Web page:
Cumbrian coal mine company intervenes in Supreme Court challenge over Horse Hill oil production  

A landmark legal case on the climate impacts of onshore oil production, to be heard by the Supreme Court in June, could threaten plans for a controversial new coal mine in Cumbria – as well as other fossil fuel developments.

The Supreme Court

West Cumbria Mining Ltd, the company behind Britain’s first new coal mine for 30 years, has been given permission to intervene in the case over plans for oil extraction and drilling at Horse Hill in Surrey.

The case is brought by Sarah Finch, who used to live near Horse Hill, on behalf of the Weald Action Group, a network resisting onshore oil and gas projects.

Ms Finch argued at the high and appeal courts that Surrey County Council should have taken into account the climate impacts from burning the extracted oil, known as ‘downstream emissions’.

The council said it needed to consider only the emissions from the process of extracting oil, known as upstream emissions.

Friends of the Earth has also been given permission to intervene, as it did in the High Court and Court of Appeal.

Last month, DrillOrDrop reported that the Office for Environmental Protection had also been given permission to intervene. It was set up under the Environment Act 2021 to protect and improve the environment by holding the government and other public bodies to account.

(Intervention is a process by which courts can give permission to non-parties to join a legal action and be part of proceedings.)

“National importance”

The Horse Hill case has similarities with the proposed Cumbrian coal mine, where carbon emissions from the use of extracting coal were also not included in the developer’s environmental impact assessment.

Sarah Finch said today:

“The fact that West Cumbria Mining want to have their say in a case about a small onshore oil development 370 miles from their proposed coal mine shows the national importance of this case.

“I hope that the Supreme Court will confirm that no fossil fuel development – coal, oil or gas – should be allowed without consideration of its full climate impact.”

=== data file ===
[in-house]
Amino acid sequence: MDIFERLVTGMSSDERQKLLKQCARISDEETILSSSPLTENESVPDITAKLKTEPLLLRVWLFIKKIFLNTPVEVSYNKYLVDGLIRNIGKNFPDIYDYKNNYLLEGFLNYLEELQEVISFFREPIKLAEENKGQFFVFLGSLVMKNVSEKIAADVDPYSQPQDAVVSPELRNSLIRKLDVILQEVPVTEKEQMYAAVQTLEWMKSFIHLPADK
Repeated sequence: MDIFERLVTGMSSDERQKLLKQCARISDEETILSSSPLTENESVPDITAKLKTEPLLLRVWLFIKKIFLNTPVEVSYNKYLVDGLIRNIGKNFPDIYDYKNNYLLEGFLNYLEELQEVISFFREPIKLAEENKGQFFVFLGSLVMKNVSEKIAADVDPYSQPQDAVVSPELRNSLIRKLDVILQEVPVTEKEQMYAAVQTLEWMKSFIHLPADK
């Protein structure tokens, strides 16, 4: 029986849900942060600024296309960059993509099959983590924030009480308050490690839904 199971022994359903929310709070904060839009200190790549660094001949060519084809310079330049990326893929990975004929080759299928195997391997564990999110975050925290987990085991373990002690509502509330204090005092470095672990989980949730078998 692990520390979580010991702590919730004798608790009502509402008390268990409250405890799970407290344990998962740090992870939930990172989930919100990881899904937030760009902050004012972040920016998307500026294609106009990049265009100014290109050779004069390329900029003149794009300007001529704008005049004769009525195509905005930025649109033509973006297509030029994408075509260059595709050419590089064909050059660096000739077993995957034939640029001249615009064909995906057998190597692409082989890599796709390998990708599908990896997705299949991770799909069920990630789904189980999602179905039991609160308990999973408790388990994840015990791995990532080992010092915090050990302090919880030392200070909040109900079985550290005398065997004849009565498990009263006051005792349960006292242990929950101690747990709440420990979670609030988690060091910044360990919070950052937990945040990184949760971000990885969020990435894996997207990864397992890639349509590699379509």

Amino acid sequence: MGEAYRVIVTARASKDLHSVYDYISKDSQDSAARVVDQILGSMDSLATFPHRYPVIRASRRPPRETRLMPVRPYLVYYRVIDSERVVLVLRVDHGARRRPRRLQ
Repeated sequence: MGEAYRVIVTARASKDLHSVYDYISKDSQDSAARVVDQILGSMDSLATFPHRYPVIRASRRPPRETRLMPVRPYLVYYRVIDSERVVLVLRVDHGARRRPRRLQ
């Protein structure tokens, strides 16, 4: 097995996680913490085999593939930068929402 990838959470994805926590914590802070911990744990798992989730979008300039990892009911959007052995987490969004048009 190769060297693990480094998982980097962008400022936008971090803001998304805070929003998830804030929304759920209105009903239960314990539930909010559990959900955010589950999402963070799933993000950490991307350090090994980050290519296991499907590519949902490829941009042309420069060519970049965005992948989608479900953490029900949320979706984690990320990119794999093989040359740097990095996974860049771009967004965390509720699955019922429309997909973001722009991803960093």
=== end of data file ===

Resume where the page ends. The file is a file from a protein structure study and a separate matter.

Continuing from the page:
Friends of the Earth and the local campaign group South Lakes Action on Climate Change (SLACC) are now seeking to overturn in the courts the government’s approval of the coal mine.

If Sarah Finch’s case succeeds at the Supreme Court, Friends of the Earth said today it reserved the right to argue that the Secretary of State’s approach to downstream emissions on the Cumbrian coal mine was unlawful.

Friends of the Earth campaigner, Tony Bosworth, said:

“The biggest climate impact from gas, coal and oil projects occurs when the fuel they produce is eventually burned – it’s unbelievable that this is effectively ignored when planning decisions are made.

“This landmark legal challenge could have huge implications for fossil fuel developments across the country, including the new coal mine in West Cumbria. West Cumbria Mining are clearly concerned, which is why they have intervened.

“West Cumbria Mining boast that they will build the world’s first zero carbon mine, which is a complete contradiction in terms. Their calculations also ignore emissions from when the coal produced is actually used – that’s like saying that we should ignore the health impacts of smoking cigarettes and just look at how they are produced.

“We need to stop burying our heads in the sand. Sarah Finch’s legal case could play a huge role in building a net zero future.”

The Horse Hill appeal will be heard in the Supreme Court on 21 June 2023. DrillOrDrop reported on the  Horse Hill legal challenge at the High and Appeal Courts. We will be reporting from the Supreme Court hearing.

DrillOrDrop interview with Sarah Finch

3 replies »

  1. I believe his coal mine should be given to proceed . If it is not mined here it will be mined somewhere else in the world .
    Where deprived British workers jobs plus the suppliers to the mine and the local economy benefitting.
    These do goodies drive me nuts do they thinking depriving mining in our little UK compared to China for example will solve climate change , same ad the open cast mine in Dowlais in South Wales where the council in Merthyr are stopping mining , ridiculous decision it supplies Port Tablot Steel works cement factories and steam heritage lines all creating employment.

  2. Climate emissions are not the worst case scenario regarding the Cumbria coal mine whose CEO is advising Government on nuclear waste dumping plans, whose coal mine lies a few miles from Sellafield and directly between the nuclear waste target area and whose director’s coal mine business in Siberia have been bankrolled by the Russian State to the tune of tens of millions of pounds – nope climate is not the only or even the most important issue in the Cumbria coal mine case- but it is serving to throw a shroud of invisibility over the nuclear waste/cronyism/Russia connections and that does investigative journalism or the truth or the planet no favours at all

  3. Why is it the UK needs a lot more nuclear? Oh yes, someone forgot the wind doesn’t always blow and the sun doesn’t always shine. When either happens in UK, it is an insecure bonus, not a secure certainty.

    The late scientific advisor to the UK Government was spot on. Was he another Nostradamus? Nope, he used science and arithmetic to come to his judgement which was pretty accurate. Shame he was not believed or his common sense was not followed. Group Think was the preferred route. How’s that going? Oh yes, £200B for new nuclear (which never comes in on budget) and that is without any consideration for disposal.

    Old coal mines being used to dump nuclear waste? Hmmm, far more likely to be required for storing imported gas!

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